Over the past six months most of the Panhandle region has not even seen an inch of rain.
And several area industries say the dry conditions are dangerous for business and the public.
A lack of rain, and continuing winds are drying out soil and grass.
Creating major problems for both the agriculture industry and fire departments.
"When we have drought conditions this bad. Then the state brings in resources from other places," said Mark Ethridge the acting Regional Fire Coordinator for the Texas Forest Service.
Right now in the Panhandle there are 17 firefighters from five other states.
On hand because dry conditions could spark enormous fires at any moment.
"Make no mistake about it, it's still very dangerous. We've got plenty of fuel out there and with the wind driving the fire, it could run a couple miles an hour," said Ethridge.
This massive fire burned more than six thousand acres in four counties.
And four thousand of those acres were on Bill Arrington's land.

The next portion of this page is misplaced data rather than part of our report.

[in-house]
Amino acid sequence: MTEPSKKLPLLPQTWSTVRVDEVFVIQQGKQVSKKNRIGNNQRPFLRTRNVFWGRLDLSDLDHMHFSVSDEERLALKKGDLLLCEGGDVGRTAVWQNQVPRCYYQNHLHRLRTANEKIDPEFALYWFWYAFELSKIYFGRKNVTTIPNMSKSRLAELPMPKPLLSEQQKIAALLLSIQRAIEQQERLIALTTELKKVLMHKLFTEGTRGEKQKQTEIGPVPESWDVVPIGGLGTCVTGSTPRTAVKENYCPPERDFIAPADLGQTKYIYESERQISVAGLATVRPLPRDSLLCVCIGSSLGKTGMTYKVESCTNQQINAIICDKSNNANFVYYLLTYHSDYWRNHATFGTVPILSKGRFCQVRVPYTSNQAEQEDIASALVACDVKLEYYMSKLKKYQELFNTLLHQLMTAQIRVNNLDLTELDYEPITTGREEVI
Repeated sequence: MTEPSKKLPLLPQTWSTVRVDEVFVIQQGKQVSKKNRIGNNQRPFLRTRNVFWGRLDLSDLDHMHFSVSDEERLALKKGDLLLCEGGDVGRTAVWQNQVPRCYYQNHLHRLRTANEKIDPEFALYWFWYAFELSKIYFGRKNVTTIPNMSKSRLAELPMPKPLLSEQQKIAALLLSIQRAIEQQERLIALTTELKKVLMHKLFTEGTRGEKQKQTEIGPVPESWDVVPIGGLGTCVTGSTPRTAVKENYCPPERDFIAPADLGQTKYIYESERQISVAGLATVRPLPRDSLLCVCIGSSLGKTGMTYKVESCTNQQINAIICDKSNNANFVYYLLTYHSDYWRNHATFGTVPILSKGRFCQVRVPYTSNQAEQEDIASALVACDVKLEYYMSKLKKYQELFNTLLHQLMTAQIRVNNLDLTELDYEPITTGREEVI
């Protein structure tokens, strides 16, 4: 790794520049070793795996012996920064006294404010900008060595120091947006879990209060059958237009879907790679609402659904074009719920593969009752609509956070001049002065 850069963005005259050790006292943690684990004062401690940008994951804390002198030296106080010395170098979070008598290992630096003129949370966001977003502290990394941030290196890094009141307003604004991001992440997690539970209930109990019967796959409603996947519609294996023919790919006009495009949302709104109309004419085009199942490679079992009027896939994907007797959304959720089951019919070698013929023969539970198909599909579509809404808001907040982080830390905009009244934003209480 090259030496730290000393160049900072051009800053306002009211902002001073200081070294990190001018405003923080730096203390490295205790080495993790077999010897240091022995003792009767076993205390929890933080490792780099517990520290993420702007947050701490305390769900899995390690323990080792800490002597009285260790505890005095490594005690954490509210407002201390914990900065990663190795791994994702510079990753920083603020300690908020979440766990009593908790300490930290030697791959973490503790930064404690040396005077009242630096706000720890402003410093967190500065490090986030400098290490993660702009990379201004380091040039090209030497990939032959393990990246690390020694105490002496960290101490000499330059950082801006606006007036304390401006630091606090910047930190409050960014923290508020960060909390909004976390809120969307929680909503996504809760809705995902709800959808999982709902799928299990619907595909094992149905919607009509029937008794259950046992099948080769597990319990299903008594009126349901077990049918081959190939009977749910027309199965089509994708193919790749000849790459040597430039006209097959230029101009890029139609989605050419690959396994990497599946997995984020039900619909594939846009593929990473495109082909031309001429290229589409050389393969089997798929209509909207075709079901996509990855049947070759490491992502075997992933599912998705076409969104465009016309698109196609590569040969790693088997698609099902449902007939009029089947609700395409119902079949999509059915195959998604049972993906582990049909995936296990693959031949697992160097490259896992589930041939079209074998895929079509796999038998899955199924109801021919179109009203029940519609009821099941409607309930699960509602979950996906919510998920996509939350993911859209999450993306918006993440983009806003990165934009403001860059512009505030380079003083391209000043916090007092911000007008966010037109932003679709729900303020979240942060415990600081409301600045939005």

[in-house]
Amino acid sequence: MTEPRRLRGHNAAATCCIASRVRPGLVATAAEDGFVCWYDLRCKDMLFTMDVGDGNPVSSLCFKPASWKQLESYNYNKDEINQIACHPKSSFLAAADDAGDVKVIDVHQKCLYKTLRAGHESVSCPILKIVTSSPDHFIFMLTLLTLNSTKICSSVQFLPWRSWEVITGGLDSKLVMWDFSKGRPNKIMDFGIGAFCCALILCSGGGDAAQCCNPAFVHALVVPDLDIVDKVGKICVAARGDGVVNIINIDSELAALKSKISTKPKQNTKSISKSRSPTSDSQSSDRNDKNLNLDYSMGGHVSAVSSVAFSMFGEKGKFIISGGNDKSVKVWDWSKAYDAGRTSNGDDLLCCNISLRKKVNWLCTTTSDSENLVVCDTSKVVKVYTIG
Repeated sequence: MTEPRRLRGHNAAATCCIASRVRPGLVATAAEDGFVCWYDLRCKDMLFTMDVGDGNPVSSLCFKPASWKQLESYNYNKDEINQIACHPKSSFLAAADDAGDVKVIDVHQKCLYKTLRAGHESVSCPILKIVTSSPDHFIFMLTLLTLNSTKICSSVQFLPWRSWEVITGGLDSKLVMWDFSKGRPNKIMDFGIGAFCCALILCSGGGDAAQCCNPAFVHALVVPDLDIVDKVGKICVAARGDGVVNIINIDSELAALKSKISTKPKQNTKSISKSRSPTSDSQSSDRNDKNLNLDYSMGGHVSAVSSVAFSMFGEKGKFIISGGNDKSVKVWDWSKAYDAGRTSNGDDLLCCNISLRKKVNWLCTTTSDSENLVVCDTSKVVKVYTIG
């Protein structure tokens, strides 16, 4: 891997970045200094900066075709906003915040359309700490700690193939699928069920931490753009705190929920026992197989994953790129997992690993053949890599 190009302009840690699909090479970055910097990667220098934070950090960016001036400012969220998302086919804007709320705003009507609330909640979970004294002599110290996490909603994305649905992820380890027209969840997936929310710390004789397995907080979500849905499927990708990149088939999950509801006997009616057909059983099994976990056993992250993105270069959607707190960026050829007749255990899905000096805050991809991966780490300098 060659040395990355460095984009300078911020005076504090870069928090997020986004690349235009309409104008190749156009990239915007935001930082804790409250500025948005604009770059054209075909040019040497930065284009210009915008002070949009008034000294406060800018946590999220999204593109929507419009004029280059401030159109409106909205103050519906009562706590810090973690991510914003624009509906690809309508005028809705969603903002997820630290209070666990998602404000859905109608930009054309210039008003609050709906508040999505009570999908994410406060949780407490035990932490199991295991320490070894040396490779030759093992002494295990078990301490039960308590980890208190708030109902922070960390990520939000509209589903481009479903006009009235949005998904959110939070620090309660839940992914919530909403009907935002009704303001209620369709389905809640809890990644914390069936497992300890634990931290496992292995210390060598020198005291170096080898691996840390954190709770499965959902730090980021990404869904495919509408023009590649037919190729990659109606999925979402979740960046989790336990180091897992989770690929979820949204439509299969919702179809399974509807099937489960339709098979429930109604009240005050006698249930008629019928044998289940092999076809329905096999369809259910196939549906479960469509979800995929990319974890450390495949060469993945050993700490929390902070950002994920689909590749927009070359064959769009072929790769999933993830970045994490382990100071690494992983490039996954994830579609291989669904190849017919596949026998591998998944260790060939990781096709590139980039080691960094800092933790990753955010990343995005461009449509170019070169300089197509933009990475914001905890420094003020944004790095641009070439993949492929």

He runs a ranching operation and says he hasn't seen conditions this bad in 50 years.
"This year we haven't gotten any winter grazing off of our wheat to speak of," said Arrington, a rancher in Carson and Gray Counties and a member of the Texas and Southwestern Cattle Raisers Association Board of Directors. "We're getting ready to lose our winter wheat crop just in the next two weeks if we don't get moisture."
By not having nutritious feed, Arrington says he's knows of many herds that have been liquidated.
And the outlook is not bright.
The National Oceanic and Atmospheric Administration predicts the conditions to get worse in the Panhandle.